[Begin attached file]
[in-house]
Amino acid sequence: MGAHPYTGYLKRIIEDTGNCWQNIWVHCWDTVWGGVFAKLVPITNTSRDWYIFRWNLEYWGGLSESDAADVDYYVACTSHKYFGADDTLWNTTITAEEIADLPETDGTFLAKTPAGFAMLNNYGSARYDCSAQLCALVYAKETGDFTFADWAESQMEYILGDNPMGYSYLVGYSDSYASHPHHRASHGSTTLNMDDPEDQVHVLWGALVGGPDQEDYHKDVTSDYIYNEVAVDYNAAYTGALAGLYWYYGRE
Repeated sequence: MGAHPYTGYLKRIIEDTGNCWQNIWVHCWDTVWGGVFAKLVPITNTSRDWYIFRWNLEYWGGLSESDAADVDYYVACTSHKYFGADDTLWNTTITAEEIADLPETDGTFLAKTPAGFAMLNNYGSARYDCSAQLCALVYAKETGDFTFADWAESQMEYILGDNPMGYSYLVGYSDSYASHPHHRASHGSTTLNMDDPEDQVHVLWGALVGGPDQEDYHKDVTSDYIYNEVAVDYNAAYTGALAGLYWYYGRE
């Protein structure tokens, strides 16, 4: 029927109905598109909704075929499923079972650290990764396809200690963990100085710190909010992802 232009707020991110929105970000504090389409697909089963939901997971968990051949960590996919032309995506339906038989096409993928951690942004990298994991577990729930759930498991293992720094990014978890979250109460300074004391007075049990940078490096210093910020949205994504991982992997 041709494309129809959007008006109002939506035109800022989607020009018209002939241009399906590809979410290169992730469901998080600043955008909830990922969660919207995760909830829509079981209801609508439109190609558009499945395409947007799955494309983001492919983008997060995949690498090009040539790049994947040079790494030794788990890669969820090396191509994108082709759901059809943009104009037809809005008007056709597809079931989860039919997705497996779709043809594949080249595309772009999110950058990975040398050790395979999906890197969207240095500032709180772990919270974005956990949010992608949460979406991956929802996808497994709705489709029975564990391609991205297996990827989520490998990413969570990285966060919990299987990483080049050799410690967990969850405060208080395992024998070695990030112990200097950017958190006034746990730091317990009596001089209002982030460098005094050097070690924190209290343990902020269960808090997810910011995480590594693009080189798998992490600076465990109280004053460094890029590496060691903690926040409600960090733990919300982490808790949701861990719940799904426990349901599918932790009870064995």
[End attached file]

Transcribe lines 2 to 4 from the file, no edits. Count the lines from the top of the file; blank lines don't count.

Amino acid sequence: MGAHPYTGYLKRIIEDTGNCWQNIWVHCWDTVWGGVFAKLVPITNTSRDWYIFRWNLEYWGGLSESDAADVDYYVACTSHKYFGADDTLWNTTITAEEIADLPETDGTFLAKTPAGFAMLNNYGSARYDCSAQLCALVYAKETGDFTFADWAESQMEYILGDNPMGYSYLVGYSDSYASHPHHRASHGSTTLNMDDPEDQVHVLWGALVGGPDQEDYHKDVTSDYIYNEVAVDYNAAYTGALAGLYWYYGRE
Repeated sequence: MGAHPYTGYLKRIIEDTGNCWQNIWVHCWDTVWGGVFAKLVPITNTSRDWYIFRWNLEYWGGLSESDAADVDYYVACTSHKYFGADDTLWNTTITAEEIADLPETDGTFLAKTPAGFAMLNNYGSARYDCSAQLCALVYAKETGDFTFADWAESQMEYILGDNPMGYSYLVGYSDSYASHPHHRASHGSTTLNMDDPEDQVHVLWGALVGGPDQEDYHKDVTSDYIYNEVAVDYNAAYTGALAGLYWYYGRE
């Protein structure tokens, strides 16, 4: 029927109905598109909704075929499923079972650290990764396809200690963990100085710190909010992802 232009707020991110929105970000504090389409697909089963939901997971968990051949960590996919032309995506339906038989096409993928951690942004990298994991577990729930759930498991293992720094990014978890979250109460300074004391007075049990940078490096210093910020949205994504991982992997 041709494309129809959007008006109002939506035109800022989607020009018209002939241009399906590809979410290169992730469901998080600043955008909830990922969660919207995760909830829509079981209801609508439109190609558009499945395409947007799955494309983001492919983008997060995949690498090009040539790049994947040079790494030794788990890669969820090396191509994108082709759901059809943009104009037809809005008007056709597809079931989860039919997705497996779709043809594949080249595309772009999110950058990975040398050790395979999906890197969207240095500032709180772990919270974005956990949010992608949460979406991956929802996808497994709705489709029975564990391609991205297996990827989520490998990413969570990285966060919990299987990483080049050799410690967990969850405060208080395992024998070695990030112990200097950017958190006034746990730091317990009596001089209002982030460098005094050097070690924190209290343990902020269960808090997810910011995480590594693009080189798998992490600076465990109280004053460094890029590496060691903690926040409600960090733990919300982490808790949701861990719940799904426990349901599918932790009870064995």